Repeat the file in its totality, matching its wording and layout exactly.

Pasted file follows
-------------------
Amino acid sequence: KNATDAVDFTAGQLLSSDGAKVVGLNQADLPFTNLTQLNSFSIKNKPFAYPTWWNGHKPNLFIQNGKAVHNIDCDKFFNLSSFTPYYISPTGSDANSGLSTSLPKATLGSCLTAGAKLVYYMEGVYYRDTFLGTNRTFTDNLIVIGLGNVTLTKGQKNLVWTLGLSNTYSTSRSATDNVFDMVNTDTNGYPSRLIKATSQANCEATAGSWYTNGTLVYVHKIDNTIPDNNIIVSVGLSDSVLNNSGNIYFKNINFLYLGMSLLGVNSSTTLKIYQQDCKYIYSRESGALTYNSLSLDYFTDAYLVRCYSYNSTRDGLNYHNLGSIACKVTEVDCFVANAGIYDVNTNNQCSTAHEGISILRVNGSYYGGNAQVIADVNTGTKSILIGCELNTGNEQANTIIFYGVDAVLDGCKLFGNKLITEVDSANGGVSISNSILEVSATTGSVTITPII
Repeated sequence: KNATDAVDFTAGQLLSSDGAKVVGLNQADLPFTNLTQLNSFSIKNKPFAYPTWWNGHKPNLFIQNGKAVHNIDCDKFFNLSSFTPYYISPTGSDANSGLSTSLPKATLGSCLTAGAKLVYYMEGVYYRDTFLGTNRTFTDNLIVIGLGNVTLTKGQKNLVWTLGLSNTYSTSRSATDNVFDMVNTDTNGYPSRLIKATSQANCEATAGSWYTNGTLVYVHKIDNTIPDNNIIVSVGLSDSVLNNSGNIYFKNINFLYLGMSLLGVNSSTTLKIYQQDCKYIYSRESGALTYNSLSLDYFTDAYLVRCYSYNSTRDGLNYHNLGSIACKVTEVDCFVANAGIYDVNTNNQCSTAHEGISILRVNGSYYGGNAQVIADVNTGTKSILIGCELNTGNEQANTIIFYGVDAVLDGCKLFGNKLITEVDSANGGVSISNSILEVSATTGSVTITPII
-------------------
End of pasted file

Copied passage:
Amino acid sequence: KNATDAVDFTAGQLLSSDGAKVVGLNQADLPFTNLTQLNSFSIKNKPFAYPTWWNGHKPNLFIQNGKAVHNIDCDKFFNLSSFTPYYISPTGSDANSGLSTSLPKATLGSCLTAGAKLVYYMEGVYYRDTFLGTNRTFTDNLIVIGLGNVTLTKGQKNLVWTLGLSNTYSTSRSATDNVFDMVNTDTNGYPSRLIKATSQANCEATAGSWYTNGTLVYVHKIDNTIPDNNIIVSVGLSDSVLNNSGNIYFKNINFLYLGMSLLGVNSSTTLKIYQQDCKYIYSRESGALTYNSLSLDYFTDAYLVRCYSYNSTRDGLNYHNLGSIACKVTEVDCFVANAGIYDVNTNNQCSTAHEGISILRVNGSYYGGNAQVIADVNTGTKSILIGCELNTGNEQANTIIFYGVDAVLDGCKLFGNKLITEVDSANGGVSISNSILEVSATTGSVTITPII
Repeated sequence: KNATDAVDFTAGQLLSSDGAKVVGLNQADLPFTNLTQLNSFSIKNKPFAYPTWWNGHKPNLFIQNGKAVHNIDCDKFFNLSSFTPYYISPTGSDANSGLSTSLPKATLGSCLTAGAKLVYYMEGVYYRDTFLGTNRTFTDNLIVIGLGNVTLTKGQKNLVWTLGLSNTYSTSRSATDNVFDMVNTDTNGYPSRLIKATSQANCEATAGSWYTNGTLVYVHKIDNTIPDNNIIVSVGLSDSVLNNSGNIYFKNINFLYLGMSLLGVNSSTTLKIYQQDCKYIYSRESGALTYNSLSLDYFTDAYLVRCYSYNSTRDGLNYHNLGSIACKVTEVDCFVANAGIYDVNTNNQCSTAHEGISILRVNGSYYGGNAQVIADVNTGTKSILIGCELNTGNEQANTIIFYGVDAVLDGCKLFGNKLITEVDSANGGVSISNSILEVSATTGSVTITPII